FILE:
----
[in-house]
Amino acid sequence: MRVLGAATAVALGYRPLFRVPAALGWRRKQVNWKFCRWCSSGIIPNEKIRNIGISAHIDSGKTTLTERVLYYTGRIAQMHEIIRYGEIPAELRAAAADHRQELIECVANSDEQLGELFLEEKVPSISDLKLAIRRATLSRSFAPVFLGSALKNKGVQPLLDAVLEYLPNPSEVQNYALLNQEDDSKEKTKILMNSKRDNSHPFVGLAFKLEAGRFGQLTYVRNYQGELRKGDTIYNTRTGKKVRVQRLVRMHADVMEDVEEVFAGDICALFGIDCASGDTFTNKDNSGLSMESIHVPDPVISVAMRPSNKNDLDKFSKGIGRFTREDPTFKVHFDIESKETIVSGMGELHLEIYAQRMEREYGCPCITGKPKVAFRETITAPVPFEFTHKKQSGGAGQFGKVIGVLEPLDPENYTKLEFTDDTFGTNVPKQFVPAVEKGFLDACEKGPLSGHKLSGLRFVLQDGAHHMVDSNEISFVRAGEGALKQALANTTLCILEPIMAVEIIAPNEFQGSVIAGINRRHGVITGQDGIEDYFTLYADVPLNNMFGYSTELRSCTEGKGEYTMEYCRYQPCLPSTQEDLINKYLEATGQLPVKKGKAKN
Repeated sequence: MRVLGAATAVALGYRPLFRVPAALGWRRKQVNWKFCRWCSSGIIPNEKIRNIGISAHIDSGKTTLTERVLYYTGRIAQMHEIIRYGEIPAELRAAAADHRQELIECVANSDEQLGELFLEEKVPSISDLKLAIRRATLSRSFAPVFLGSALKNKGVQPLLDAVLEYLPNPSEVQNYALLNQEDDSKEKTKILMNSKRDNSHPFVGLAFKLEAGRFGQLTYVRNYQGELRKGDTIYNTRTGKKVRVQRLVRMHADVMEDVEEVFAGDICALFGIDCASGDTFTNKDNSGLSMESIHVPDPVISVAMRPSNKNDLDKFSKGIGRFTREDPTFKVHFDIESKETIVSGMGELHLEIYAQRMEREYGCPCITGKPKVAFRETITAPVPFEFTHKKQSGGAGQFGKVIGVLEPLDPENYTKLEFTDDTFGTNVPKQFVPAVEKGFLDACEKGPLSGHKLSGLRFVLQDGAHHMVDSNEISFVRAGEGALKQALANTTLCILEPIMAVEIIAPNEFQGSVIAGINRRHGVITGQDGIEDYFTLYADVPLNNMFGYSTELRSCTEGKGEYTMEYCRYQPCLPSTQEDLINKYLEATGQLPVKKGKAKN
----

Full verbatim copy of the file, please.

[in-house]
Amino acid sequence: MRVLGAATAVALGYRPLFRVPAALGWRRKQVNWKFCRWCSSGIIPNEKIRNIGISAHIDSGKTTLTERVLYYTGRIAQMHEIIRYGEIPAELRAAAADHRQELIECVANSDEQLGELFLEEKVPSISDLKLAIRRATLSRSFAPVFLGSALKNKGVQPLLDAVLEYLPNPSEVQNYALLNQEDDSKEKTKILMNSKRDNSHPFVGLAFKLEAGRFGQLTYVRNYQGELRKGDTIYNTRTGKKVRVQRLVRMHADVMEDVEEVFAGDICALFGIDCASGDTFTNKDNSGLSMESIHVPDPVISVAMRPSNKNDLDKFSKGIGRFTREDPTFKVHFDIESKETIVSGMGELHLEIYAQRMEREYGCPCITGKPKVAFRETITAPVPFEFTHKKQSGGAGQFGKVIGVLEPLDPENYTKLEFTDDTFGTNVPKQFVPAVEKGFLDACEKGPLSGHKLSGLRFVLQDGAHHMVDSNEISFVRAGEGALKQALANTTLCILEPIMAVEIIAPNEFQGSVIAGINRRHGVITGQDGIEDYFTLYADVPLNNMFGYSTELRSCTEGKGEYTMEYCRYQPCLPSTQEDLINKYLEATGQLPVKKGKAKN
Repeated sequence: MRVLGAATAVALGYRPLFRVPAALGWRRKQVNWKFCRWCSSGIIPNEKIRNIGISAHIDSGKTTLTERVLYYTGRIAQMHEIIRYGEIPAELRAAAADHRQELIECVANSDEQLGELFLEEKVPSISDLKLAIRRATLSRSFAPVFLGSALKNKGVQPLLDAVLEYLPNPSEVQNYALLNQEDDSKEKTKILMNSKRDNSHPFVGLAFKLEAGRFGQLTYVRNYQGELRKGDTIYNTRTGKKVRVQRLVRMHADVMEDVEEVFAGDICALFGIDCASGDTFTNKDNSGLSMESIHVPDPVISVAMRPSNKNDLDKFSKGIGRFTREDPTFKVHFDIESKETIVSGMGELHLEIYAQRMEREYGCPCITGKPKVAFRETITAPVPFEFTHKKQSGGAGQFGKVIGVLEPLDPENYTKLEFTDDTFGTNVPKQFVPAVEKGFLDACEKGPLSGHKLSGLRFVLQDGAHHMVDSNEISFVRAGEGALKQALANTTLCILEPIMAVEIIAPNEFQGSVIAGINRRHGVITGQDGIEDYFTLYADVPLNNMFGYSTELRSCTEGKGEYTMEYCRYQPCLPSTQEDLINKYLEATGQLPVKKGKAKN